Your body talks, do you listen?
What “biofeedback” is and why this not-so-new therapy could offer new treatment possibilities for many conditions
Biofeedback/clinical psychophysiology will help you:
- reduce stress both at work and in your personal life,
- manage chronic pain (migraine, back pain, shoulder pain, repetitive motion injuries or injuries incurred at work etc.)
- ease or eliminate persistent problems such as panic/anxiety and depression.
Fig 2 A computer generated feedback screen linked to one of the physiological systems a person is interested in learning to control.
This approach appeals to many types of people including those of us in an industrial environment. Everyone has used a thermometer at some time. You take your temperature; if it’s normal, you just get on with life, but if it’s too high you may go running to your GP or looking for a cold compress. This is a basic form of “biofeedback” – you’ve used a device to measure your physiology and then changed your behaviour in order to induce your body to behave itself. Biofeedback therapy is as simple as that; it’s about using a device to observe your body and responding to what it tells you.
Another biofeedback device you are familiar with is a mirror. You see your image and change the way you do something (even if it’s as simple as brushing your hair or fixing your shirt/blouse). You change something because of what you became aware of. That’s why there are mirrors in gyms (not just for posing). You can see yourself doing the exercise and alter the way you do the exercise if you need to.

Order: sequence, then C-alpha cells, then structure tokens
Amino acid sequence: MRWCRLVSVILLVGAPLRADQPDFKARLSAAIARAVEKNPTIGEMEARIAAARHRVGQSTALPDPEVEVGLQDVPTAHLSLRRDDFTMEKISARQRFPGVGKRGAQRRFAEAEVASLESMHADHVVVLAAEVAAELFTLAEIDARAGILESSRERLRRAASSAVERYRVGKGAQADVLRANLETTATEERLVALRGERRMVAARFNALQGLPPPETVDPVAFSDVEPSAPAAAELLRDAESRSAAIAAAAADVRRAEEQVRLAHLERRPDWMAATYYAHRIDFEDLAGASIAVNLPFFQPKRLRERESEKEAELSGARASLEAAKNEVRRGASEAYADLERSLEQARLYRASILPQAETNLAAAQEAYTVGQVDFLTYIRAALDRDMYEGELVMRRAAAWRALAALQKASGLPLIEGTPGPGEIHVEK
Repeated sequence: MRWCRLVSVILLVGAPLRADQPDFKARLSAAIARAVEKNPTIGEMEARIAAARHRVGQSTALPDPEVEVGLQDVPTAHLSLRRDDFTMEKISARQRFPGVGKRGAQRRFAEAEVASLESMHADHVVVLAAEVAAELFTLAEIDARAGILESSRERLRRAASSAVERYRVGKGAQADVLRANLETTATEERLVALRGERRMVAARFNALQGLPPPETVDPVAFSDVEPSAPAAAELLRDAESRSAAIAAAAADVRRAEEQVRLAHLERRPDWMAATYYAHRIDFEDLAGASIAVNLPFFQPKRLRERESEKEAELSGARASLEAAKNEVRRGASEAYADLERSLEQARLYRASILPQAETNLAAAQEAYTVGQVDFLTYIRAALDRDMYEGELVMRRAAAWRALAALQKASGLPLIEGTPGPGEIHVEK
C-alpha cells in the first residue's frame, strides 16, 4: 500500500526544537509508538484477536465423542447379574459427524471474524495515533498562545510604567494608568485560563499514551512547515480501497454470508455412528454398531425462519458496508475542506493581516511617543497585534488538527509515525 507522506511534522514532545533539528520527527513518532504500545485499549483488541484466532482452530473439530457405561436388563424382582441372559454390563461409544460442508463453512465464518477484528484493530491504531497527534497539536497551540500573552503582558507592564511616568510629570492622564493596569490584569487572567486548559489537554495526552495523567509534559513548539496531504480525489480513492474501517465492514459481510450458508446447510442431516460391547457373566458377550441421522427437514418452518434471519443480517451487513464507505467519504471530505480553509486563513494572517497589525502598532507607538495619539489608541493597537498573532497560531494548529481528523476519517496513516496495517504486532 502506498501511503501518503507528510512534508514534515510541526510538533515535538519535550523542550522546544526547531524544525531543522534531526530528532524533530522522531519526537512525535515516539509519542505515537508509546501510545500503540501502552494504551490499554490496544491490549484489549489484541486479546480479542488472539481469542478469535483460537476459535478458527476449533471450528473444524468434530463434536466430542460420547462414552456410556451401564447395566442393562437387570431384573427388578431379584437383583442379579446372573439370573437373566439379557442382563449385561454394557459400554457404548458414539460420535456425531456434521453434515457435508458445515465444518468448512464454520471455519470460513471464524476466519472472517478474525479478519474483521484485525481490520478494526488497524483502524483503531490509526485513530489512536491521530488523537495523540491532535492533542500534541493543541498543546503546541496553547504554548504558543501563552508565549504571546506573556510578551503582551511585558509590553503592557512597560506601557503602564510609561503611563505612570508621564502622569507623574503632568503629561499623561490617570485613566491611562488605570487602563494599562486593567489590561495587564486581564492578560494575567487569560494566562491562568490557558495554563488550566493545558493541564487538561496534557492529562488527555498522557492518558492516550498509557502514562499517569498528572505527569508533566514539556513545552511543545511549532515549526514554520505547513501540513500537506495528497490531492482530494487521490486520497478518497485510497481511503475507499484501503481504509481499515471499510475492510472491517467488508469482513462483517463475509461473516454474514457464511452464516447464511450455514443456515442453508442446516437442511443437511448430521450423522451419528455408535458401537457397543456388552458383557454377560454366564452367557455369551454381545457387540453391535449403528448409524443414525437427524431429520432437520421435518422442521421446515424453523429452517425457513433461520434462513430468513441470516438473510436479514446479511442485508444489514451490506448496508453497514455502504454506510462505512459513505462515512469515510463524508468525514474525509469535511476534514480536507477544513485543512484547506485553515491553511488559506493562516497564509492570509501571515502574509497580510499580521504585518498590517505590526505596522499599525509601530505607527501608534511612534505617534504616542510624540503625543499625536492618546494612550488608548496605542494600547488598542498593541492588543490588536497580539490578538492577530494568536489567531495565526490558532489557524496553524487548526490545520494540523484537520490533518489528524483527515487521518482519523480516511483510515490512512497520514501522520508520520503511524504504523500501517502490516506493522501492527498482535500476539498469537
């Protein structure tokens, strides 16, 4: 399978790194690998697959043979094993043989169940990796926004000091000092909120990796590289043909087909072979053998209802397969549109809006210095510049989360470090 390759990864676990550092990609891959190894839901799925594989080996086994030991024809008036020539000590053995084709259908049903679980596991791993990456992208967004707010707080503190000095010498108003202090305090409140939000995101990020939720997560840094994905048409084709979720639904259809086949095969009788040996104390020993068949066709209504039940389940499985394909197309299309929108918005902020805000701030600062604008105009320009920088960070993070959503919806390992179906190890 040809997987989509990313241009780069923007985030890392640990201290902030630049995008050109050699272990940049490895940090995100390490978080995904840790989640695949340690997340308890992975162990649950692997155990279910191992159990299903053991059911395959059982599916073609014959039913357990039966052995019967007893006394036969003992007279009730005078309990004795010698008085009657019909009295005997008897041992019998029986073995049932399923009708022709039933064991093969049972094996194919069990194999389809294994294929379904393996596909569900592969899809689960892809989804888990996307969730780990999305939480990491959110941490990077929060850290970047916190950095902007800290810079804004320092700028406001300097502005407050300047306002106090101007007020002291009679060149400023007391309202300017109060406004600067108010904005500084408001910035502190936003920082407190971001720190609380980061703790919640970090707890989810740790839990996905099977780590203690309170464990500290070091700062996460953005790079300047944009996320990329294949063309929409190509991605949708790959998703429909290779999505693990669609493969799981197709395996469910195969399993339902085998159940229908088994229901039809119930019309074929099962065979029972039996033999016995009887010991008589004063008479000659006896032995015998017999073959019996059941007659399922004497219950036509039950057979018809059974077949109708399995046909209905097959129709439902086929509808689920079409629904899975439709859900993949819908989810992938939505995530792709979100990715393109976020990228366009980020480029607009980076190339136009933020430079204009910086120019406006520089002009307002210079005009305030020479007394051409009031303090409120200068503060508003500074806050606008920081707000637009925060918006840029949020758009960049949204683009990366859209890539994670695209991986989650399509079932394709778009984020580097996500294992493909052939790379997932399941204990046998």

Clinical psychophysiologists/ biofeedback therapists use a computer to measure and feedback physiological changes to a client. The difference between a biofeedback instrument and a mirror is that the biofeedback instrument feeds back information about processes that are usually below your awareness such as heart rate, the way you breathe, blood pressure, temperature, pupil size, the way we handle sugar, actually almost everything we do to live. If we were sensitive to what our body is doing all the time, we’d go nuts. There’s just too much happening. So, most of the time, in order to stay sane, we filter most of it out. The important thing is that if we become aware of what we are doing we can learn to change it.
Fig 1 A monitoring screen from a biofeedback device showing your electrical brain activity (EEG), muscle activity from your shoulders, pulse and your respiration rate.
Added to that, every emotion and thought is both psychological and physiological. If we feel fear or anxiety lots of things happen in our body. For example, our heart rate increases, blood pressure goes up, pupils dilate, our mouth goes dry, digestion stops (butterflies in our tummy), breathing becomes more shallow, hands begin to sweat and go cold etc. It’s pretty much the same in lots of situations. When the boss shouts at us, we shout at people reporting to us, colleagues are annoyed at us or when a car comes barrelling down the road as we’re crossing we will react. Sometimes it’s just a reaction we feel and keep to ourselves but it’s always there. These reactions can become an issue very quickly in both the workplace and in our personal lives.
If you want more information about biofeedback/clinical psychophysiology contact us here at DCP or call Daren Drysdale (our associate) at 086 872 7668.